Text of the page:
Ongoing collaborations between the Department of Physics of the University of Bologna, the Getty Conservation Institute, and other American and European institutions have led to the development of an experimental computed tomography system. The system employs a standard industrial X-ray source found in many museum laboratories, a high contrast detector as well as versatile control and reconstruction software. Small scale tests performed over the last few years culminated in the scanning of the J. Paul Getty Museum’s Roman bronze Eros statue dating to the 1st century A.D. This unique 65cm tall sculpture is one of the few large scale bronzes to be completely CT imaged and three-dimensionally reconstructed. The acquired data set not only allowed horizontal slicing, but enabled sectioning at any user-specified angle. The interior of the statue was imaged non-destructively providing new insights into bronze casting methods such as joins, wall thicknesses, flaws and repairs. Images acquired with the new system answered several specific technological questions not possible to address through standard radiography. The tomographic system’s hardware, software, and operation are described and applications of the system to the art conservation field are assessed.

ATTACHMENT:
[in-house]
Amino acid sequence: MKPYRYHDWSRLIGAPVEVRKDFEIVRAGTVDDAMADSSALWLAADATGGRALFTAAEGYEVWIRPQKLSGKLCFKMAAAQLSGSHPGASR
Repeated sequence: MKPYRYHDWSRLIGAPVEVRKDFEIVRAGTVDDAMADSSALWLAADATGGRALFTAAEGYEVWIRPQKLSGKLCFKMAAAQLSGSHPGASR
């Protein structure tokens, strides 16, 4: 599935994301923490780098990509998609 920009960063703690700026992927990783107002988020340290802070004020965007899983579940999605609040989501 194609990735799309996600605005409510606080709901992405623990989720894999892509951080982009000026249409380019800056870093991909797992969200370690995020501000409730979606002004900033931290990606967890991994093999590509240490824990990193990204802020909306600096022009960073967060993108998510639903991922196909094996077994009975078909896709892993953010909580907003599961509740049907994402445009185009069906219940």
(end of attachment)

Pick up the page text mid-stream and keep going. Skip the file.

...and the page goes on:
A NEW SMALL SCALE COMPUTED TOMOGRAPHIC (CT) SYSTEM FOR MUSEUM USE: CASE STUDY OF A ROMAN BRONZE STATUE OF EROS

BETTUZZI, MATTEO;CASALI, FRANCO;MORIGI, MARIA PIA;BRANCACCIO, ROSA;
2011

Abstract

Ongoing collaborations between the Department of Physics of the University of Bologna, the Getty Conservation Institute, and other American and European institutions have led to the development of an experimental computed tomography system. The system employs a standard industrial X-ray source found in many museum laboratories, a high contrast detector as well as versatile control and reconstruction software. Small scale tests performed over the last few years culminated in the scanning of the J. Paul Getty Museum’s Roman bronze Eros statue dating to the 1st century A.D. This unique 65cm tall sculpture is one of the few large scale bronzes to be completely CT imaged and three-dimensionally reconstructed. The acquired data set not only allowed horizontal slicing, but enabled sectioning at any user-specified angle. The interior of the statue was imaged non-destructively providing new insights into bronze casting methods such as joins, wall thicknesses, flaws and repairs. Images acquired with the new system answered several specific technological questions not possible to address through standard radiography. The tomographic system’s hardware, software, and operation are described and applications of the system to the art conservation field are assessed.
ART'11 10th International Conference on non-destructive investigations and microanalysis for the diagnostics and conservation of cultural and environmental heritage
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Matteo Bettuzzi;Franco Casali; Maria Pia Morigi; Rosa Brancaccio;Giacomo Chiari;Jeffrey Maish
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Utilizza questo identificativo per citare o creare un link a questo documento: http://hdl.handle.net/11585/108446
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